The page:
Walking unseen among us are thousands of homeless, mentally ill and otherwise vulnerable people – many of whom will never get the help they need.(First published in FishHead magazine, August 2012)
On a cold, flat winter’s day, just before dawn, the doors of the night shelter on Taranaki Street spring open, propelling their guests out onto the streets. And so, at 7.30am each morning, begins what these homeless people know as ‘the circuit’.
Their first stop is the soup kitchen on upper Tory Street, where bread and soup are served from 8am. Then the day passes in visiting the Central Library, especially the second floor, which stocks the newspapers; sleeping and hanging out at Courtenay’s drop-in centre, just down from the Majestic Centre on Willis Street; or simply wandering the streets, begging and otherwise killing time. At 4.45pm the soup kitchen starts serving dinner; then it’s back to the night shelter before it closes at 9pm.
And the next day it begins again.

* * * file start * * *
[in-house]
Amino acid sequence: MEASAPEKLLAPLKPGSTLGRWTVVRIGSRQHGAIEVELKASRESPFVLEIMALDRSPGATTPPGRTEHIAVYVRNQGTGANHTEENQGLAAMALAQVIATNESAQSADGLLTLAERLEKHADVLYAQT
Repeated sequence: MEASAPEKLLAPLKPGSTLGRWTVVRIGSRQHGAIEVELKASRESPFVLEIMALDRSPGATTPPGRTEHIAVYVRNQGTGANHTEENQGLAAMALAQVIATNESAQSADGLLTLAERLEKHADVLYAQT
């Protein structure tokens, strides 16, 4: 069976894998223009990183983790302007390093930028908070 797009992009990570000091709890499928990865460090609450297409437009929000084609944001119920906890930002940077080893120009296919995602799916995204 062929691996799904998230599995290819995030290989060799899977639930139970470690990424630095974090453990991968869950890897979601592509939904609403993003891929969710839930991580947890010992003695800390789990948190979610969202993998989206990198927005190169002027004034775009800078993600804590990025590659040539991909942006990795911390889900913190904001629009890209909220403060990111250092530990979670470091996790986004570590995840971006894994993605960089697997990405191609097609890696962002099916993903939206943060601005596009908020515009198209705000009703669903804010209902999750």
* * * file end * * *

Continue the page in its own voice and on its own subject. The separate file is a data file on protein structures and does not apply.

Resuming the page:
When you work, as I do, at the soup kitchen, this world comes into sharper focus, and it’s easy to think then that you know something about homelessness. But when you probe more deeply, you realise that, paradoxically, those following the circuit are far more visible than the thousands of ‘hidden’ homeless and other vulnerable souls: the people who are not at the night shelter, nor sleeping rough, nor in the care of the state, but who have nowhere permanent they could call a home and receive little help with their many problems. These are the people living in boarding houses – cramped, dirty, often dangerous places that are almost entirely unregulated and charge up to $270 a week for board and food; the people living in terrible overcrowding, sometimes two or three families to a house; the people sleeping in cars, garages and abandoned flats; the people suffering mental health problems supposedly too minor to attract state aid; the people couch-surfing or staying with friends. Behind closed doors, in short, there lies a world of problems.